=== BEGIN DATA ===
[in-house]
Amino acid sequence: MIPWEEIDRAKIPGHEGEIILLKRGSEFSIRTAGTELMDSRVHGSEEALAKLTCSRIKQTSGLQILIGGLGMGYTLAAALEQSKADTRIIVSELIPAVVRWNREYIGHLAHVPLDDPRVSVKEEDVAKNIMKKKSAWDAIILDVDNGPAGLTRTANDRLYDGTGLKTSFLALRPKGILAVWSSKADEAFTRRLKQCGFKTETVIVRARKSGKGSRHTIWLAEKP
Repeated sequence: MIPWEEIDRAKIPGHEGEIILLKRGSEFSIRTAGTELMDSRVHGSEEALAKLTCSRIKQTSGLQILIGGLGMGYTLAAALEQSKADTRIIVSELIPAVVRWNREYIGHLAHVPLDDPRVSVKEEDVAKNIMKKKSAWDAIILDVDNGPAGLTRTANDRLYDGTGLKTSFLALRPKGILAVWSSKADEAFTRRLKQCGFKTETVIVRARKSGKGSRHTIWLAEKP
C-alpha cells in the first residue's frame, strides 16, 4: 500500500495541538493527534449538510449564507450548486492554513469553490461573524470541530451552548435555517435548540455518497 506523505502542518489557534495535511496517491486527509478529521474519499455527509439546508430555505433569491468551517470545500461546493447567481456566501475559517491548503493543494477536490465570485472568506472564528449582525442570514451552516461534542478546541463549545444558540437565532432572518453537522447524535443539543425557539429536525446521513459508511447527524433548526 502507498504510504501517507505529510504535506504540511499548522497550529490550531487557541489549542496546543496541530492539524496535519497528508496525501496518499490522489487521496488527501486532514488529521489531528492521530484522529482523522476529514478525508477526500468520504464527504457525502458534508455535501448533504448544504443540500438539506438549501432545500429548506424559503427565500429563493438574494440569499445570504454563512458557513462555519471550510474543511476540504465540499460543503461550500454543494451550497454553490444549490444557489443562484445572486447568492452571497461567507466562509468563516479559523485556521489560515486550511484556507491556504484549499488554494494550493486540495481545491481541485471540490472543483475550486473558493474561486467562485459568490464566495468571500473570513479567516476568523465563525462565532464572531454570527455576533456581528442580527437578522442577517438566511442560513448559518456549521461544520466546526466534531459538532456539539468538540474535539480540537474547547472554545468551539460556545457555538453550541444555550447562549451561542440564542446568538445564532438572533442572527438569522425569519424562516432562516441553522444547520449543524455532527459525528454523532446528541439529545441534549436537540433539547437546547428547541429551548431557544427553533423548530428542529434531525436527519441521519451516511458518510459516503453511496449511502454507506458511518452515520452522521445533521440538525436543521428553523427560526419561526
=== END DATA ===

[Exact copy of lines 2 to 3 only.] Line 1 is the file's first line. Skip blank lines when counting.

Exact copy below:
Amino acid sequence: MIPWEEIDRAKIPGHEGEIILLKRGSEFSIRTAGTELMDSRVHGSEEALAKLTCSRIKQTSGLQILIGGLGMGYTLAAALEQSKADTRIIVSELIPAVVRWNREYIGHLAHVPLDDPRVSVKEEDVAKNIMKKKSAWDAIILDVDNGPAGLTRTANDRLYDGTGLKTSFLALRPKGILAVWSSKADEAFTRRLKQCGFKTETVIVRARKSGKGSRHTIWLAEKP
Repeated sequence: MIPWEEIDRAKIPGHEGEIILLKRGSEFSIRTAGTELMDSRVHGSEEALAKLTCSRIKQTSGLQILIGGLGMGYTLAAALEQSKADTRIIVSELIPAVVRWNREYIGHLAHVPLDDPRVSVKEEDVAKNIMKKKSAWDAIILDVDNGPAGLTRTANDRLYDGTGLKTSFLALRPKGILAVWSSKADEAFTRRLKQCGFKTETVIVRARKSGKGSRHTIWLAEKP